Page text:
Learn how to create and update to-one and to-many relations between entities in ObjectBox C / C++ database.

Objects may reference other objects, for example using a simple reference or a list of objects. In database terms, we call those references relations. The object defining a relation we call the source object, the referenced object we call the target object. So a relation has a direction. If there is one target object, we call the relation to-one. And if there can be multiple target objects, we call it to-many. Note, the direction of the relation matters, as there's also a link back in the reverse direction (the "backlink").

If you are familiar with 1:N and N:M relations, here are the corresponding object relations in ObjectBox:

1:N (one-to-many): to-one relation with its backlink N:M (many-to-many): to-many relation with its backlink

To-One Relations

To-One Relation Schema Definition

You define a to-one relation by using the property annotation objectbox:relation=<TargetEntity> in the source entity definition.

table Customer {
    id: ulong;
    name: string;

table Order {
    id: ulong;
    product: string;
    /// objectbox:relation=Customer
    customerId: ulong;

You can use relations in queries to combine query conditions across multiple entity types. At the API level, this is done by following relations from the source to the target by calling a link(<RelationProperty>) method on the Query Builder which returns new a Query Builder suitable to express conditions on the target entity.

Example for finding all "Potato" orders by customers who's name starts with "O":

QueryBuilder<Order> qb = ordersBox.query( Order_::product.equals("Potato") );
QueryBuilder<Customer> qbCustomer = Order_::customerId );
qbCustomer.with( Customer_::name.startsWith("O") );
auto orders =; 

A to-one relation implies a direction. For example, when an order is made by a customer, it's the order that points to a customer (via a customer ID). However, in ObjectBox, relations are always bidirectional. Thus, we can also use the reverse direction, which we call the backlink of a relation. In the case of the "order -> customer" to-one relation, its backlink is "customer -> order". Note that one customer can have multiple orders, and thus we can say that the backlink is actually a "one-to-many" (1:N) relation.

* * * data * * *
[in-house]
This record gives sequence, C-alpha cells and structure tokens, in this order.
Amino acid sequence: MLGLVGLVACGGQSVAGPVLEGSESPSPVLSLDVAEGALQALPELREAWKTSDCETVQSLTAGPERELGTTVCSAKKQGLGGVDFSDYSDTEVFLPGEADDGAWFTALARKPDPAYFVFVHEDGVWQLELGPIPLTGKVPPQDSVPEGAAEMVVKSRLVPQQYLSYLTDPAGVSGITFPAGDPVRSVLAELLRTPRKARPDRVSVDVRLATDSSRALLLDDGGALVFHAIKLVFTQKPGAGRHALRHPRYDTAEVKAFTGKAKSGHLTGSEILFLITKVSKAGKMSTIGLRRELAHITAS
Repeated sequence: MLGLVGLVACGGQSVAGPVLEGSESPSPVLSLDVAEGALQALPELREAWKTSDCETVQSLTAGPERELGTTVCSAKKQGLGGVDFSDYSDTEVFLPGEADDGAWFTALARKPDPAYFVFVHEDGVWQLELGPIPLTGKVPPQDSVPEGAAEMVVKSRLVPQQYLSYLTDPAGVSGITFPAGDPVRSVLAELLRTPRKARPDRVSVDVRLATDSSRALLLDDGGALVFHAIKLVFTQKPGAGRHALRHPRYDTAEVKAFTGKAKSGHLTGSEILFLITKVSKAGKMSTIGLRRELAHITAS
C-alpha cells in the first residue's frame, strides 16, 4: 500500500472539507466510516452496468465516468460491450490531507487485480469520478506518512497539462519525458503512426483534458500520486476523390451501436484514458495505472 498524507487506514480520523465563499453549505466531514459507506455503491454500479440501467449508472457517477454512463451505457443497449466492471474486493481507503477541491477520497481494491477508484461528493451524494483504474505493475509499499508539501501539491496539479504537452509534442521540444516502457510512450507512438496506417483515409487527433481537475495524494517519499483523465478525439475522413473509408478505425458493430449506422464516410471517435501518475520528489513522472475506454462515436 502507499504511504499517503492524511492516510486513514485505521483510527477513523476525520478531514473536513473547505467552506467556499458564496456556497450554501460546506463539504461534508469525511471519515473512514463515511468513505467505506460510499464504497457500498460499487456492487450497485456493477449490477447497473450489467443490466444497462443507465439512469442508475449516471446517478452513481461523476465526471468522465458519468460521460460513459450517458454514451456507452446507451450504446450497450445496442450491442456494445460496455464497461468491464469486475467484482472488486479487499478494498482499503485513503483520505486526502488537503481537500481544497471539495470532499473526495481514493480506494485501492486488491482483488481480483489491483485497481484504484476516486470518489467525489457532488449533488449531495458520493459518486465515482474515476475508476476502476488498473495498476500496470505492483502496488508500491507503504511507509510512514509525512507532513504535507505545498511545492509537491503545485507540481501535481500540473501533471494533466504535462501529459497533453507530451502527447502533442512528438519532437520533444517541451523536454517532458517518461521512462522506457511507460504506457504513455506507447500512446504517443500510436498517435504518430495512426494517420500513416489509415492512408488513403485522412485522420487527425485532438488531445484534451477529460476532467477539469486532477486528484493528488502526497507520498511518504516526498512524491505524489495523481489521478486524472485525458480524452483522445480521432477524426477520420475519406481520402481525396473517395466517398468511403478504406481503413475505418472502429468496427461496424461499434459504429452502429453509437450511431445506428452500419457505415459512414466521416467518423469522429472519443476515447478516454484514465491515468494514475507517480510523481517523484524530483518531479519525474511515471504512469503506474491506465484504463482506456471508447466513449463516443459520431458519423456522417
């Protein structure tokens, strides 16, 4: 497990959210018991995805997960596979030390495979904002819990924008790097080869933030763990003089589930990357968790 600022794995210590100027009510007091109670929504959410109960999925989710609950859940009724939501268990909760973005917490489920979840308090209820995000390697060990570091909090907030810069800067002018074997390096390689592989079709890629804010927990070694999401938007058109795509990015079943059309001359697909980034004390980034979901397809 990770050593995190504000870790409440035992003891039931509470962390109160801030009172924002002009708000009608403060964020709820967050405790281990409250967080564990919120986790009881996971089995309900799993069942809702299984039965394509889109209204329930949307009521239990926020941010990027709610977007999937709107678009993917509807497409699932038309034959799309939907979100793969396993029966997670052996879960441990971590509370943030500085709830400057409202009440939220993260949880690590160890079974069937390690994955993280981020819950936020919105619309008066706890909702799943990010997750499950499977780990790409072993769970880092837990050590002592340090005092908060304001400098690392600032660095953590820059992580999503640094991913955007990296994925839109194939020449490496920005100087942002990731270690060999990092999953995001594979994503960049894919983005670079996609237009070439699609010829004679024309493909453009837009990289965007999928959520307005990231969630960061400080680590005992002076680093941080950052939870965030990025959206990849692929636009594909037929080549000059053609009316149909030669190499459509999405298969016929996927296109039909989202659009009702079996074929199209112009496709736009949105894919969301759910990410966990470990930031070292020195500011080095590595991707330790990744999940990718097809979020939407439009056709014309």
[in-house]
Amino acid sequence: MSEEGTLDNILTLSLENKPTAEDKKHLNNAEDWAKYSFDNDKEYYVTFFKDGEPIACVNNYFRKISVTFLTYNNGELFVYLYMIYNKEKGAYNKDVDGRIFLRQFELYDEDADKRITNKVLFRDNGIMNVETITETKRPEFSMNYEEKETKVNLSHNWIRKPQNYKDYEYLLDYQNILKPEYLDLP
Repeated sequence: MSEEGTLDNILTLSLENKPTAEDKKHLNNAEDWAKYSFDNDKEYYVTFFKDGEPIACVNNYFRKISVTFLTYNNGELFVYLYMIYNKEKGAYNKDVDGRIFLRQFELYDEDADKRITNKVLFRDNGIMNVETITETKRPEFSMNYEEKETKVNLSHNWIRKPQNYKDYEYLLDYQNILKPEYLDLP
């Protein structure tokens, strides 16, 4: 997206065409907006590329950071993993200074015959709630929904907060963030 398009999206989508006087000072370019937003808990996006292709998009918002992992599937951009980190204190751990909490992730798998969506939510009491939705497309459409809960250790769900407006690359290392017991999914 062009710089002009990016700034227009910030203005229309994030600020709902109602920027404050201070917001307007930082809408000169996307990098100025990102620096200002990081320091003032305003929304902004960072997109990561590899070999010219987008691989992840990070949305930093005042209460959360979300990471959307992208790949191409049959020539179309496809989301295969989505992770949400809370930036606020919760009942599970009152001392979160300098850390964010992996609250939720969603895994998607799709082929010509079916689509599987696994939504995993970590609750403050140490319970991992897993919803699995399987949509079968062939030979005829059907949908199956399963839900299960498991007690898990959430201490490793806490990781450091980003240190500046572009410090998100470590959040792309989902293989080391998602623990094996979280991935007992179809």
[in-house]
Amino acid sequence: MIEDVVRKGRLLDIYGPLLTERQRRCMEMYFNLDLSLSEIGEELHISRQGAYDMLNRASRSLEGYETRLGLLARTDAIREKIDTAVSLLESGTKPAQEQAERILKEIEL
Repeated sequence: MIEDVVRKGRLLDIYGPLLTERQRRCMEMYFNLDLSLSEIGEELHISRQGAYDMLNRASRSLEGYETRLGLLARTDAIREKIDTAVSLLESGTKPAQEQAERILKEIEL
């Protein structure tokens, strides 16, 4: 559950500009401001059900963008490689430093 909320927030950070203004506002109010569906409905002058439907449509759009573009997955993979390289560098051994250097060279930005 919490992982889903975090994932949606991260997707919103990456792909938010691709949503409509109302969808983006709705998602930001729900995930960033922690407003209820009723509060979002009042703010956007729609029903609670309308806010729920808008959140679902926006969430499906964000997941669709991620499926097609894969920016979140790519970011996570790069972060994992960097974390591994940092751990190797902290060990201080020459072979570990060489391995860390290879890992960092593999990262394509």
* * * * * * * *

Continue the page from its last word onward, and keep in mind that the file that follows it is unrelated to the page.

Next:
To create a query following the backlink (the "reverse" direction), you can call backlink(<RelationProperty>) on the Query Builder starting from the "target entity" of the to-one relation. Analog to link, a Query Builder is returned to extend the query expression by conditions on the source entity.

Example for finding all customers with their name starting with "O" and who ordered potatoes:

QueryBuilder<Customer> qb = customersBox.query( Customer_::name.startsWith("O") );
QueryBuilder<Order> qbOrder = qb.backlink( Order_::customerId );
qbOrder.with( Order_::product.equals("Potato") );
auto customers =;

Many-To-Many Relations

To-Many Relation Schema Definition

You define a many-to-many relation by using the entity annotation objectbox:relation(name=<SourceRelFieldName>,to=<TargetEntity>)and apply it on source entity definition.

table Teacher {
    id: ulong;
    name: string;

/// objectbox:relation(name=teachers,to=Teacher)
table Student {
    id: ulong;
    name: string;

Setting Many-to-Many Relations

In contrast to to-one relations, many-to-many relations are stored "standalone" (not inside the objects themselves). Thus, a separate set of API calls exists for put, get and remove.

Example for putting a "teachers" relation from Student "Ferris" to Teacher "Rooney".

students.standaloneRelPut<Teacher>(Student_::teachers, id_ferris, id_mr_rooney );  

Query with Many-to-Many Relations

Similar to To-One relations, building queries across relation links is done using the same link / backlink API style (see the to-section for basics and details).

Example for finding all students of Teacher "Rooney":

QueryBuilder<Students> qb = studentsBox.query();
QueryBuilder<Teacher> qbTeacher =<Teacher>(Student_::teachers);
auto students =;

Example for finding all teachers of Student "Ferris":

QueryBuilder<Teacher> qb = teachers.query();
QueryBuilder<Students> qbStudents = qb.backlink<Student>(Student_::teachers);
auto teachers =;

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